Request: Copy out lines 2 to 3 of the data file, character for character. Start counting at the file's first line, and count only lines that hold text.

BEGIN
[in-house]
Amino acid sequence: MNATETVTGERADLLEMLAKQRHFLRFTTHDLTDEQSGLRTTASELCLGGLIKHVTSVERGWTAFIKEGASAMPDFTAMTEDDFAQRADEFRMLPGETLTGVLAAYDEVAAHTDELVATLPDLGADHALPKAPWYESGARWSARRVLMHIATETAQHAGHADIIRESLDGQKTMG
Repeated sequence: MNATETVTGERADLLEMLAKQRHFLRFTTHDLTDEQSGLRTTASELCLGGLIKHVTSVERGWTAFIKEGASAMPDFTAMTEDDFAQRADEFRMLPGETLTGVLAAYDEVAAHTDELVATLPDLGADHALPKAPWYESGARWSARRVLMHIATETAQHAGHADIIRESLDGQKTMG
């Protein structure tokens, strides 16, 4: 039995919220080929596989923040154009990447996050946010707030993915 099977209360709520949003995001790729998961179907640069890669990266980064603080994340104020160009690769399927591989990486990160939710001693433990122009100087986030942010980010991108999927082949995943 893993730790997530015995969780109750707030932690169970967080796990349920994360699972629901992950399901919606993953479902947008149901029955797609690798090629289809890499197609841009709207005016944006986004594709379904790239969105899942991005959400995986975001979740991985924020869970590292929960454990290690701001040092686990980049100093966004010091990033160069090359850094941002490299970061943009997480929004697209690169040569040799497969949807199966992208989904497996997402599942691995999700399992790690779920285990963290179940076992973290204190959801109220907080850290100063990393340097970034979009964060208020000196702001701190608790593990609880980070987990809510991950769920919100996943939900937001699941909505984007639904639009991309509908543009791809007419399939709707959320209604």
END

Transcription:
Amino acid sequence: MNATETVTGERADLLEMLAKQRHFLRFTTHDLTDEQSGLRTTASELCLGGLIKHVTSVERGWTAFIKEGASAMPDFTAMTEDDFAQRADEFRMLPGETLTGVLAAYDEVAAHTDELVATLPDLGADHALPKAPWYESGARWSARRVLMHIATETAQHAGHADIIRESLDGQKTMG
Repeated sequence: MNATETVTGERADLLEMLAKQRHFLRFTTHDLTDEQSGLRTTASELCLGGLIKHVTSVERGWTAFIKEGASAMPDFTAMTEDDFAQRADEFRMLPGETLTGVLAAYDEVAAHTDELVATLPDLGADHALPKAPWYESGARWSARRVLMHIATETAQHAGHADIIRESLDGQKTMG